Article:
A few hours later, Felton returned with a religious book that he said Lord de Winter wanted her to have because he was a Catholic like herself. The way in which he said this made Milady realize that Felton was not a Catholic but a Puritan like the people of La Rochelle, and from that moment, she pretended to be a Puritan, too. She could see that this surprised and impressed Felton. She began to accuse Lord de Winter of persecuting her because of her religion. She had learned some Puritan prayers and hymns from one of her servants in Paris, and now she began to pray and sing whenever she knew Felton was near the room. She sang beautifully. One of the guards told her to stop, but she heard Felton tell him that he was not to stop her from singing. Milady was triumphant because at last, she was beginning to have an effect on Felton.
During the next few days, Milady continued to pray and sing and draw Felton into her trap. He began to believe that his master was cruel, and when Milady told him that she was planning to kill herself, he finally agreed to listen to the story of her life. Milady had to work fast because Lord de Winter had returned to her room and told her that the order for her to be deported to a foreign country had been written and only needed the Duke of Buckingham’s signature. It would be signed in a few days, and he would send her away.
Felton told Milady that no true Christian could take his or her own life, but he agreed to bring her a knife. When he returned with the knife, she looked at it and gave it back to him. Then she told him that the Duke of Buckingham had tried to make her change her religion, but when she refused, he drugged her wine and imprisoned her.
Felton was outraged. “Did he-?”
“Yes, I am sure that he did,” replied Milady. “He kept me imprisoned for several days, and every night he-!”
She put her hand over her mouth and remained silent for a few moments, while Felton urged her to continue. She told her story so well that Felton became more and more furious. She watched him carefully as she continued to tell him about the Duke of Buckingham’s terrible behavior.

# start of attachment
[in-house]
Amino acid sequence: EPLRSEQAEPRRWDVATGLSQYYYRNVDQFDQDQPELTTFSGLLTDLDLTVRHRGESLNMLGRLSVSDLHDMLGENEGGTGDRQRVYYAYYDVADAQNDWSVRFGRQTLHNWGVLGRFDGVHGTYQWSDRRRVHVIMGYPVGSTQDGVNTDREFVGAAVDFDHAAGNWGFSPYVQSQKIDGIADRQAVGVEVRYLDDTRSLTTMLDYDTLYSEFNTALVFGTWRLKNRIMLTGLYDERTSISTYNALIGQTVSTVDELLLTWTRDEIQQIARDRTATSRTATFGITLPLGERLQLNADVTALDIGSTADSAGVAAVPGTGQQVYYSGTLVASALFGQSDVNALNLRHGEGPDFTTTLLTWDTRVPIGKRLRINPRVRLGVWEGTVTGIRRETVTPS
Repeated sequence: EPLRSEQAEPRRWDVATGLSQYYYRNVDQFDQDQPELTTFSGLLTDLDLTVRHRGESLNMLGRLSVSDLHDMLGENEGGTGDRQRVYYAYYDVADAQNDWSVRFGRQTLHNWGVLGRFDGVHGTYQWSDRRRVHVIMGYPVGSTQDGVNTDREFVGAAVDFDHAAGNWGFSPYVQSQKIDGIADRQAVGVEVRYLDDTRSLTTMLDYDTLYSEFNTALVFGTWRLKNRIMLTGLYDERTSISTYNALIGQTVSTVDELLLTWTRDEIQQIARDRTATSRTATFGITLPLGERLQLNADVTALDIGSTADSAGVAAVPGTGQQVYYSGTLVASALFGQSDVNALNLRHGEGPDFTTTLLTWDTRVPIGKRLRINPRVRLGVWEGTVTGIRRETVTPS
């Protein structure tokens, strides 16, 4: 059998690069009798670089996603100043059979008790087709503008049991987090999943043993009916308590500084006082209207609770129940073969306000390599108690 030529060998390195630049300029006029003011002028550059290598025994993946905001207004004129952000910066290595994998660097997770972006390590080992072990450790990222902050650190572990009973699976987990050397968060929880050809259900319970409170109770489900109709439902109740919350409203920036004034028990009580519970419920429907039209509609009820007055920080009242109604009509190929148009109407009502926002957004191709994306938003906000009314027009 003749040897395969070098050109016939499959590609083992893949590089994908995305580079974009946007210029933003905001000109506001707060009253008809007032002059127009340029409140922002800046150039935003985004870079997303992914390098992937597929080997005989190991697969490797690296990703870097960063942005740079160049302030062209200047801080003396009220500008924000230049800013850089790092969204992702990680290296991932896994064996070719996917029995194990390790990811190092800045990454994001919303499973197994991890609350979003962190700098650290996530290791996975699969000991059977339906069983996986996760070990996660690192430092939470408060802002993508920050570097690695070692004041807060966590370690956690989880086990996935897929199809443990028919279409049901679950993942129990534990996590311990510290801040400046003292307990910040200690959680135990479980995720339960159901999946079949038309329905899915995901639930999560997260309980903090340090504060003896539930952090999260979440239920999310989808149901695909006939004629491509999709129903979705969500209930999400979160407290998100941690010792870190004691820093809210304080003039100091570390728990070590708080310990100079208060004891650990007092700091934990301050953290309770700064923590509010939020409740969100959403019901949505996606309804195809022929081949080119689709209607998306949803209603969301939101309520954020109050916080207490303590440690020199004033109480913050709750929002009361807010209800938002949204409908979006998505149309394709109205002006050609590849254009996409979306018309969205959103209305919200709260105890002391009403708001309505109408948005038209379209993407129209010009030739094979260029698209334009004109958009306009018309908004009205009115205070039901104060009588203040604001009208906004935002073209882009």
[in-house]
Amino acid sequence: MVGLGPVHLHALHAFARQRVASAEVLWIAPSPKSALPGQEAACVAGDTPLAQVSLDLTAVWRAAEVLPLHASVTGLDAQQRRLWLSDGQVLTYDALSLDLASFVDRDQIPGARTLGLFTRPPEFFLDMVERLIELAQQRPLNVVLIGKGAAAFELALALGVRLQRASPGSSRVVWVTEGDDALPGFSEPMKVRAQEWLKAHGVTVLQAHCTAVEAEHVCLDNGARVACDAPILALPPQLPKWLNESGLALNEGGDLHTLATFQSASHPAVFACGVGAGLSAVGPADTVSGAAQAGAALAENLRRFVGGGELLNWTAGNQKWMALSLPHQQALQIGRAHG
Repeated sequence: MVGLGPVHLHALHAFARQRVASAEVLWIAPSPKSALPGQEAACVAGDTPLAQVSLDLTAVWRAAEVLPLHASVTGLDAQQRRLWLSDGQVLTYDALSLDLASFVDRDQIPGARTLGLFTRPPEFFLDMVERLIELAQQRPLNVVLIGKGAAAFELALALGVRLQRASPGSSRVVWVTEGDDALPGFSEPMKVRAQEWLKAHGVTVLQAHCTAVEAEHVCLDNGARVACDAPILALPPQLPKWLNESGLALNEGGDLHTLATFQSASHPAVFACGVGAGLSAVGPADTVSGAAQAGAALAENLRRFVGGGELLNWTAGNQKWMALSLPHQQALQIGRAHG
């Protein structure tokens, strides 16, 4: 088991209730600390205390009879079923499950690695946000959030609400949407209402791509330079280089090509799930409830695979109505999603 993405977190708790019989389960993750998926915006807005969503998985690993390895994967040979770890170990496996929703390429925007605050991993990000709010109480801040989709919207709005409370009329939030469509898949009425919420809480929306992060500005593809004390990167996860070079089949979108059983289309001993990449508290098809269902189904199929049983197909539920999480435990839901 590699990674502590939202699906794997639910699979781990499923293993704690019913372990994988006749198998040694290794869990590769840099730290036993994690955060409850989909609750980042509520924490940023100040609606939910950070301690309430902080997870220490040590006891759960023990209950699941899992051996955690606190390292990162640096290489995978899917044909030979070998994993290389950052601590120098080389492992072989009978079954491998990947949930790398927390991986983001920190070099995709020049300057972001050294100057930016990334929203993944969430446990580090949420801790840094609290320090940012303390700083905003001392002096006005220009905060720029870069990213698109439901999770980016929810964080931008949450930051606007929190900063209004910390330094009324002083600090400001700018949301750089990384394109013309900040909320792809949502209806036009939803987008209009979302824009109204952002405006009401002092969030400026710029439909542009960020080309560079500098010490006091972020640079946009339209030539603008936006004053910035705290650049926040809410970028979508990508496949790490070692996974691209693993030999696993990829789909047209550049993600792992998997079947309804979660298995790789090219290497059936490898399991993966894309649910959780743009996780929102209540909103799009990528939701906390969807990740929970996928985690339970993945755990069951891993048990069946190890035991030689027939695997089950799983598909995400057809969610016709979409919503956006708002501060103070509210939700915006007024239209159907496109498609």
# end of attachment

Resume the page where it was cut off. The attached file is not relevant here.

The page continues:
“Eventually, he promised to let me go if I promised never to tell anyone what he had done to me. I told him that no Puritan could make such a promise and that I would tell everybody. He said that if I would not promise, he would have me branded like a common thief and that nobody would believe my story. The next day, he came back and carried out his threat. Look, Felton! See what he did!”
She revealed the brand mark on her shoulder, and Felton groaned. He was completely fooled by her lies. He hated the Duke of Buckingham more than he had ever hated anyone or anything in the world.
“You are so young and beautiful, and he did this to you!” he exclaimed. “He is an evil monster!”
He covered her hand in kisses, and she smiled. She knew that she had won. She continued her lies and told him that the Duke of Buckingham was responsible for the death of her husband, Lord de Winter’s brother, and that Lord de Winter was only doing what the Duke of Buckingham wanted him to do because the Duke did not want to see her again.
“They are going to deport me in a few days’ time, and I will never be able to return to England,” she said and began to cry. “Let me die!” she cried.
“No,” he said. “You must live in honor, and you must be avenged.”
She seized the knife and stabbed herself, making sure that the knife did not enter her body too deeply. Her dress tore, she began to bleed, and she fell to the floor.
Lord de Winter came in and saw her on the floor, but he knew that it was a trick and ordered Felton to leave the room.
Felton hid the knife under his coat as he left.